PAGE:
“We could look back all we want. We didn’t know — who knew? — what was going to (happen),” said Assemblyman John McKeon (D-Essex). “All of the uncertainty was such that what we knew was that we needed this money, and we have it.”

But Wirths and other Republicans questioned the sustainability of Murphy’s spending proposals since his budget calls for using some $4 billion in budget reserves to support annual spending instead of relying on more sustainable, recurring revenues. They also noted the governor’s budget would leave New Jersey with a smaller percentage of budget reserves for the next economic downturn than is generally recommended by state fiscal-policy experts.

Let’s not get ‘too giddy’

“I don’t want us to be too giddy this year,” said Assemblywoman Nancy Munoz (R-Union). “We do have to look ahead.”

Meanwhile, there were also questions about the sustainability of the full pension payment Murphy has promised to make during the 2022 fiscal year, which begins on July 1. The total cost of that payment is $6.4 billion, and it is fully covered under Murphy’s proposed spending plan.

But Treasury officials have also indicated they expect the size of what actuaries would consider to be a full payment will be a moving target after fiscal year 2022 due to several factors. They include a planned slight reduction of the assumed rate of return for pension-fund investments and an ongoing review of longevity that factors into the long-term actuarial assessments for the pension system. Taken together, these will likely mean a full state pension payment will get costlier for the budget over time, including as less revenue is expected to be drawn from investments while retirees are expected to draw down more benefits collectively because they are living longer.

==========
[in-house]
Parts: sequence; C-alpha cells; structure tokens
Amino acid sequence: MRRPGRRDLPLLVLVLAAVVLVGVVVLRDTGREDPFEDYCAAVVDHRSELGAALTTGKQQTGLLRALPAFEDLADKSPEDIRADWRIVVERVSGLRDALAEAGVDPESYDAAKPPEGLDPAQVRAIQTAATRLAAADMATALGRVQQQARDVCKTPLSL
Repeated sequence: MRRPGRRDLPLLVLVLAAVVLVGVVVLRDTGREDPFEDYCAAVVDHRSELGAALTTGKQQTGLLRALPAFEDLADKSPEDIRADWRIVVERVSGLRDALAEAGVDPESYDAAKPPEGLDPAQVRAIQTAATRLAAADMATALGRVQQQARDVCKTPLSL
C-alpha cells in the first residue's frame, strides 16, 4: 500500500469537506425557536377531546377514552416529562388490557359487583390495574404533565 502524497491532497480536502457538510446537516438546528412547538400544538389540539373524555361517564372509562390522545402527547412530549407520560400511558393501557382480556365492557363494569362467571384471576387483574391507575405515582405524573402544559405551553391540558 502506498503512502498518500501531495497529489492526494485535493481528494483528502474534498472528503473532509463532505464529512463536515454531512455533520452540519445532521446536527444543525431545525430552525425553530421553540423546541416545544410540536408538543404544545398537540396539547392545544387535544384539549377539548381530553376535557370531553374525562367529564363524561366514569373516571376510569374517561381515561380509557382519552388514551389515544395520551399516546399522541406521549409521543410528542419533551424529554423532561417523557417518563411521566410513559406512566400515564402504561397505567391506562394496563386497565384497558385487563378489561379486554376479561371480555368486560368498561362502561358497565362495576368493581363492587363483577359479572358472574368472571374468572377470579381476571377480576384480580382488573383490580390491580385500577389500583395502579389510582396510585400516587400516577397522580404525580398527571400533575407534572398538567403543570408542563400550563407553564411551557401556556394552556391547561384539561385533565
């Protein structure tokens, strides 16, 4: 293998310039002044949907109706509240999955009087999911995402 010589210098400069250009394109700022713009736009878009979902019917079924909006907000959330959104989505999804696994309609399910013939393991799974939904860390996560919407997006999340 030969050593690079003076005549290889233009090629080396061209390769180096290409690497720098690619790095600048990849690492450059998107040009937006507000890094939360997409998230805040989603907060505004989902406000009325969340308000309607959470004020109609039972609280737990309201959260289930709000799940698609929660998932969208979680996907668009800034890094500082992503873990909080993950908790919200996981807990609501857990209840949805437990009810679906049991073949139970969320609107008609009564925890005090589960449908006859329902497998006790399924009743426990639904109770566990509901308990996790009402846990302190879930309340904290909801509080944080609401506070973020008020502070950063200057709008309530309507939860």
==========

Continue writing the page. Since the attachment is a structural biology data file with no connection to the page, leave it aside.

Muoio stopped short of laying out a specific plan for how full pension payments will be covered beyond the 2022 fiscal year when asked during Wednesday’s hearing about pension funding and other long-term costs.

But she told lawmakers she believed the full payments “will be manageable going forward.” There was also more talk of how best to use the next batch of COVID-19 relief funds New Jersey will receive from the federal government thanks to the recently enacted American Rescue Plan Act. While the state is awaiting final guidance from the U.S. Treasury, it is now expecting to receive more than $6 billion in direct, flexible aid, on top of the $2.4 billion sent to the state by the federal government last year.

Lawmakers want a bigger say

New Jersey was already ranked as one of the nation’s most-indebted states before it issued the emergency bonds last year, and several lawmakers from both parties expressed interest in using the federal dollars to help the state pay down debt.

Some also suggested that lawmakers should play a bigger role in deciding how federal aid is distributed than occurred last year when the state received $2.4 billion in initial relief funds. The issue came up during Tuesday’s hearings before members of the Senate.

“I think the governor has said he looks forward to working with his partners in the Legislature, to look to how this money will be spent moving forward,” Muoio said.

The budget hearings are set to resume Thursday in the Senate. The governor and lawmakers have until July 1 to reach an agreement on the next state spending plan.

READ: Murphy’s promise of full public-worker pension payment breaks 25 years of underfunding

READ: With $6B on the way, lawmakers want a say on spending